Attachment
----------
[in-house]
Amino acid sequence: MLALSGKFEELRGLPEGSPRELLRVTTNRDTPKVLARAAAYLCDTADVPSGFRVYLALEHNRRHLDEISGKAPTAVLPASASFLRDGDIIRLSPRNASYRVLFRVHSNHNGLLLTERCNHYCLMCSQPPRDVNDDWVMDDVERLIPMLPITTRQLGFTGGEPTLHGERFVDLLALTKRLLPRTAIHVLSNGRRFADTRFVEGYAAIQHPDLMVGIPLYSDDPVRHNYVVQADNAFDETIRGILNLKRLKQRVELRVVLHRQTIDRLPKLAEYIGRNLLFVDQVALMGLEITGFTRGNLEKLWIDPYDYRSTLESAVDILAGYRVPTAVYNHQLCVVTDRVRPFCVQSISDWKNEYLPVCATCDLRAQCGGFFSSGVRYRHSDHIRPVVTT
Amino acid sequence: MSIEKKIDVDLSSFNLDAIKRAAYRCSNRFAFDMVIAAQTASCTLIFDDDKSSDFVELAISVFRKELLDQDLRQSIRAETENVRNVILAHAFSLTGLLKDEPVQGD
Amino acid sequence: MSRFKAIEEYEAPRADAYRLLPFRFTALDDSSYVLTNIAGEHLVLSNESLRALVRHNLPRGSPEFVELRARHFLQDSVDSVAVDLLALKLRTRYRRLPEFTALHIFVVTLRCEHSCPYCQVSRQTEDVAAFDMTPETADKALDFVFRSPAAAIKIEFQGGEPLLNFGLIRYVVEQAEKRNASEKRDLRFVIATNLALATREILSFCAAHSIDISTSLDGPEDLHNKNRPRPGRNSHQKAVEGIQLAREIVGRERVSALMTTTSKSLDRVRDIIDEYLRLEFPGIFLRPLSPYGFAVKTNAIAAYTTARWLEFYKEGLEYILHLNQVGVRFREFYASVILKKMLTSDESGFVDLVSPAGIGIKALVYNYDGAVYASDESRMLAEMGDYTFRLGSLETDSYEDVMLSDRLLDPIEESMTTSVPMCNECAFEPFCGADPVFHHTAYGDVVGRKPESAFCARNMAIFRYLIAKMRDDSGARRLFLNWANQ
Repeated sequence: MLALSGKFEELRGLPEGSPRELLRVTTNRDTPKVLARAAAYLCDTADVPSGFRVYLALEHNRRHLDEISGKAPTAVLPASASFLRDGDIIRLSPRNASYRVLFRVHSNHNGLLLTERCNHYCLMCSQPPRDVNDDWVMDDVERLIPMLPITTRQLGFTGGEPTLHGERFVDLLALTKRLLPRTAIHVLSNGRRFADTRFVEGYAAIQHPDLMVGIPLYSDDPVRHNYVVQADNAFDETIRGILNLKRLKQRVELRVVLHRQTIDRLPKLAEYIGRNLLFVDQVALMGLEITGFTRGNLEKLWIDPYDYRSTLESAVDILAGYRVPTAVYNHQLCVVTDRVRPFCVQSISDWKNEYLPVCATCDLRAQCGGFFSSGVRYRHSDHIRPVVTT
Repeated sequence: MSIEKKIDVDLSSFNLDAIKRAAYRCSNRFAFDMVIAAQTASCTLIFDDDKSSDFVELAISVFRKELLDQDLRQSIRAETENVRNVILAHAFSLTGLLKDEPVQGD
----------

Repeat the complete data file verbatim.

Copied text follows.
[in-house]
Amino acid sequence: MLALSGKFEELRGLPEGSPRELLRVTTNRDTPKVLARAAAYLCDTADVPSGFRVYLALEHNRRHLDEISGKAPTAVLPASASFLRDGDIIRLSPRNASYRVLFRVHSNHNGLLLTERCNHYCLMCSQPPRDVNDDWVMDDVERLIPMLPITTRQLGFTGGEPTLHGERFVDLLALTKRLLPRTAIHVLSNGRRFADTRFVEGYAAIQHPDLMVGIPLYSDDPVRHNYVVQADNAFDETIRGILNLKRLKQRVELRVVLHRQTIDRLPKLAEYIGRNLLFVDQVALMGLEITGFTRGNLEKLWIDPYDYRSTLESAVDILAGYRVPTAVYNHQLCVVTDRVRPFCVQSISDWKNEYLPVCATCDLRAQCGGFFSSGVRYRHSDHIRPVVTT
Amino acid sequence: MSIEKKIDVDLSSFNLDAIKRAAYRCSNRFAFDMVIAAQTASCTLIFDDDKSSDFVELAISVFRKELLDQDLRQSIRAETENVRNVILAHAFSLTGLLKDEPVQGD
Amino acid sequence: MSRFKAIEEYEAPRADAYRLLPFRFTALDDSSYVLTNIAGEHLVLSNESLRALVRHNLPRGSPEFVELRARHFLQDSVDSVAVDLLALKLRTRYRRLPEFTALHIFVVTLRCEHSCPYCQVSRQTEDVAAFDMTPETADKALDFVFRSPAAAIKIEFQGGEPLLNFGLIRYVVEQAEKRNASEKRDLRFVIATNLALATREILSFCAAHSIDISTSLDGPEDLHNKNRPRPGRNSHQKAVEGIQLAREIVGRERVSALMTTTSKSLDRVRDIIDEYLRLEFPGIFLRPLSPYGFAVKTNAIAAYTTARWLEFYKEGLEYILHLNQVGVRFREFYASVILKKMLTSDESGFVDLVSPAGIGIKALVYNYDGAVYASDESRMLAEMGDYTFRLGSLETDSYEDVMLSDRLLDPIEESMTTSVPMCNECAFEPFCGADPVFHHTAYGDVVGRKPESAFCARNMAIFRYLIAKMRDDSGARRLFLNWANQ
Repeated sequence: MLALSGKFEELRGLPEGSPRELLRVTTNRDTPKVLARAAAYLCDTADVPSGFRVYLALEHNRRHLDEISGKAPTAVLPASASFLRDGDIIRLSPRNASYRVLFRVHSNHNGLLLTERCNHYCLMCSQPPRDVNDDWVMDDVERLIPMLPITTRQLGFTGGEPTLHGERFVDLLALTKRLLPRTAIHVLSNGRRFADTRFVEGYAAIQHPDLMVGIPLYSDDPVRHNYVVQADNAFDETIRGILNLKRLKQRVELRVVLHRQTIDRLPKLAEYIGRNLLFVDQVALMGLEITGFTRGNLEKLWIDPYDYRSTLESAVDILAGYRVPTAVYNHQLCVVTDRVRPFCVQSISDWKNEYLPVCATCDLRAQCGGFFSSGVRYRHSDHIRPVVTT
Repeated sequence: MSIEKKIDVDLSSFNLDAIKRAAYRCSNRFAFDMVIAAQTASCTLIFDDDKSSDFVELAISVFRKELLDQDLRQSIRAETENVRNVILAHAFSLTGLLKDEPVQGD